Education Minister and member of the Political-Security Cabinet, Naftali Bennett (Habayit Hayehudi), on Sunday attacked the defense establishment on the handling of kite terrorism from the Gaza Strip. “The security establishment is trapped in the perception that every problem has a technological solution,” Bennett tweeted. “Now it’s with exploding kites and fires. I advocate deterrence and constant friction. Anyone who launches a kite or a balloon with explosives is a terrorist. I do not see a fundamental difference between firing rockets and launching kites.”
Bennett explained in an interview with historian Uri Milstein in Ma’ariv on Saturday night when he lost his blind faith in the IDF, and dared to confront the fact that the fear of losing soldiers’ lives paralyzes the security apparatus.
Bennett, 46, aspired to become Defense Minister after the last elections. He still aspires to it, and sees himself as the natural leader of the entire national camp – not only of the knitted yarmulkes.
The latest polls are not flattering to his Jewish home party. A new poll, conducted by Mina Tzemach for Yedioth Ahronoth last Wednesday, shows Habayit Hayehudi winning only 7 seats (compared with 8 in the current Knesset), compared with the Likud which will run away with 33. Nevertheless, Bennett is already preparing himself for the day he will enter the defense ministry hub in the Kirya section of Tel Aviv.
“Every Sunday I meet the head of the National Security Council and receive a review from him, without time limits,” he told Milstein. “As Education Minister, I invest most of my time in education, but as member of the cabinet, I make sure to study Israel’s security problems on an ongoing basis.”
But when Netanyahu cobbles his fifth coalition government, he will probably prefer to conduct the main negotiations with Yair Lapid, whose party Yesh Atid receives 18 seats according to the same Mina Tzemach poll. Netanyahu would prefer to leave Avigdor Liberman at the helm in the Defense Ministry and humiliate Habayit Hayehudi, his real rival on the national religious right. It is not even certain that Bennett’s loyal partner, Justice Minister Ayelet Shaked, will retain her office.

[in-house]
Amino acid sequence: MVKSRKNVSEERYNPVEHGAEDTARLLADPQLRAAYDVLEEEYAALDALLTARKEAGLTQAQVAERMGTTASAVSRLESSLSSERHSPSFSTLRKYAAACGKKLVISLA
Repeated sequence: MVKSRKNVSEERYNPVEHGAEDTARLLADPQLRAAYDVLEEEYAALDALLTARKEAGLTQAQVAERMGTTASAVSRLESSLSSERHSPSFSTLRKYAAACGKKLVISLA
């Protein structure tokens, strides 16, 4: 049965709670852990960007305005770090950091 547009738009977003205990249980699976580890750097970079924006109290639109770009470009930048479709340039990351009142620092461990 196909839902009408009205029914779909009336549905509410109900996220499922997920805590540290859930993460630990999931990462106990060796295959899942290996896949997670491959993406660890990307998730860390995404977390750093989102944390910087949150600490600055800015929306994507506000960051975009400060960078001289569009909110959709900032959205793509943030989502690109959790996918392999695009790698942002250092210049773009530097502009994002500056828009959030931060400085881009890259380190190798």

Nevertheless, it’s hard not to be impressed by Bennett’s simple decisiveness on security issues, and to conclude that he would be the most right-wing defense minister in Israel’s history.
“If tomorrow we leave Judea and Samaria and keep only the army there, five years later we will also extract the army. No army will be left where there are no civilians,” he argues. “This is the answer to those who say that the settlements are a burden on the IDF – it’s true in the microscopic range, but it is a desirable burden. Because this burden requires comprehensive security, and today Judea and Samaria is a pretty safe place.”
“There are attacks here and there,” he concedes, “but a total of half a million Israelis live there, and not once have they endured mortar shells or terror tunnels. This is because we are there, in continuous contact, doing constant work to stop terrorists or terror suspects at three in the morning, in their beds, interrogate them, identify another three and arrest them, too.”
“It works,” he stresses unabashedly. “You are constantly vigilant, and as a result today there is no terror infrastructure in Judea and Samaria that’s able from one day to the next to pose a significant threat.”
“The price is continuous friction. It’s not pleasant, it’s not fun, here and there a soldier is killed in a refugee camp. This is the price,” the hopeful next Defense minister Naftali Bennett says. “The reward is that we do not have buses exploding in Tel Aviv and Jerusalem. It’s not because of the fence. It’s because of the fundamental work.”